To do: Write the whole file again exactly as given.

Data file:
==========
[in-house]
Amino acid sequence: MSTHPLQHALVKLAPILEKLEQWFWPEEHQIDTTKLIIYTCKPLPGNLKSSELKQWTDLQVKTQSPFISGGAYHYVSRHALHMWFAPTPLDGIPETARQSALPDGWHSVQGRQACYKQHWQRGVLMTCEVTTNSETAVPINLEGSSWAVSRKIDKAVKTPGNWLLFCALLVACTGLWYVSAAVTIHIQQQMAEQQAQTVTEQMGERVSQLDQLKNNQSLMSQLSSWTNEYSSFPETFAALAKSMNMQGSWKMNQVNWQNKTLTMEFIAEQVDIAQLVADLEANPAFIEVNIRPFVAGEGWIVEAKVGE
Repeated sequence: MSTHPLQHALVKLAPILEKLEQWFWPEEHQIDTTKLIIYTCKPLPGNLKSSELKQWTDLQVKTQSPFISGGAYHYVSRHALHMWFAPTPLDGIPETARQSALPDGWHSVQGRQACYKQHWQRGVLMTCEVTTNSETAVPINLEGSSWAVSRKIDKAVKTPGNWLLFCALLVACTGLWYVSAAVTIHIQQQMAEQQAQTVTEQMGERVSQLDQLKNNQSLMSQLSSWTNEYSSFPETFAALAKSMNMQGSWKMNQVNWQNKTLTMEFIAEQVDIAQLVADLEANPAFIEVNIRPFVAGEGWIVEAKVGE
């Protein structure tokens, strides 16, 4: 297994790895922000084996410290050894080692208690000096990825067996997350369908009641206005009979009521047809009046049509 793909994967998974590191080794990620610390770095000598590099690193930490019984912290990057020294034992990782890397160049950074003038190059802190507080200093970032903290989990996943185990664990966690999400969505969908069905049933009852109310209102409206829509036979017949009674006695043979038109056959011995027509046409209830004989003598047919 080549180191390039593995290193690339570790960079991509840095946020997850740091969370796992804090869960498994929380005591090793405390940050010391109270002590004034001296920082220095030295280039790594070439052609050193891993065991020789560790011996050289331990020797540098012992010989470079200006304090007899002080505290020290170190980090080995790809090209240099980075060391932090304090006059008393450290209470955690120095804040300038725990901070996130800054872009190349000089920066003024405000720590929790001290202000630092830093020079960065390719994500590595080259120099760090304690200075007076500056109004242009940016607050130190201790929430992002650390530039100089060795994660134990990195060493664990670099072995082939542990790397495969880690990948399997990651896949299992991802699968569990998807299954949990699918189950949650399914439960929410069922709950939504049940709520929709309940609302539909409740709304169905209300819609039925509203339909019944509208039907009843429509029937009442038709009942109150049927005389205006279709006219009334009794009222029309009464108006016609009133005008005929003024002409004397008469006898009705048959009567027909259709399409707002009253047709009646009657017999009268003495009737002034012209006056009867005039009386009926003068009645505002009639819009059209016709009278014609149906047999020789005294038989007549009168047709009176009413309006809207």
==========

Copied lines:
[in-house]
Amino acid sequence: MSTHPLQHALVKLAPILEKLEQWFWPEEHQIDTTKLIIYTCKPLPGNLKSSELKQWTDLQVKTQSPFISGGAYHYVSRHALHMWFAPTPLDGIPETARQSALPDGWHSVQGRQACYKQHWQRGVLMTCEVTTNSETAVPINLEGSSWAVSRKIDKAVKTPGNWLLFCALLVACTGLWYVSAAVTIHIQQQMAEQQAQTVTEQMGERVSQLDQLKNNQSLMSQLSSWTNEYSSFPETFAALAKSMNMQGSWKMNQVNWQNKTLTMEFIAEQVDIAQLVADLEANPAFIEVNIRPFVAGEGWIVEAKVGE
Repeated sequence: MSTHPLQHALVKLAPILEKLEQWFWPEEHQIDTTKLIIYTCKPLPGNLKSSELKQWTDLQVKTQSPFISGGAYHYVSRHALHMWFAPTPLDGIPETARQSALPDGWHSVQGRQACYKQHWQRGVLMTCEVTTNSETAVPINLEGSSWAVSRKIDKAVKTPGNWLLFCALLVACTGLWYVSAAVTIHIQQQMAEQQAQTVTEQMGERVSQLDQLKNNQSLMSQLSSWTNEYSSFPETFAALAKSMNMQGSWKMNQVNWQNKTLTMEFIAEQVDIAQLVADLEANPAFIEVNIRPFVAGEGWIVEAKVGE
């Protein structure tokens, strides 16, 4: 297994790895922000084996410290050894080692208690000096990825067996997350369908009641206005009979009521047809009046049509 793909994967998974590191080794990620610390770095000598590099690193930490019984912290990057020294034992990782890397160049950074003038190059802190507080200093970032903290989990996943185990664990966690999400969505969908069905049933009852109310209102409206829509036979017949009674006695043979038109056959011995027509046409209830004989003598047919 080549180191390039593995290193690339570790960079991509840095946020997850740091969370796992804090869960498994929380005591090793405390940050010391109270002590004034001296920082220095030295280039790594070439052609050193891993065991020789560790011996050289331990020797540098012992010989470079200006304090007899002080505290020290170190980090080995790809090209240099980075060391932090304090006059008393450290209470955690120095804040300038725990901070996130800054872009190349000089920066003024405000720590929790001290202000630092830093020079960065390719994500590595080259120099760090304690200075007076500056109004242009940016607050130190201790929430992002650390530039100089060795994660134990990195060493664990670099072995082939542990790397495969880690990948399997990651896949299992991802699968569990998807299954949990699918189950949650399914439960929410069922709950939504049940709520929709309940609302539909409740709304169905209300819609039925509203339909019944509208039907009843429509029937009442038709009942109150049927005389205006279709006219009334009794009222029309009464108006016609009133005008005929003024002409004397008469006898009705048959009567027909259709399409707002009253047709009646009657017999009268003495009737002034012209006056009867005039009386009926003068009645505002009639819009059209016709009278014609149906047999020789005294038989007549009168047709009176009413309006809207």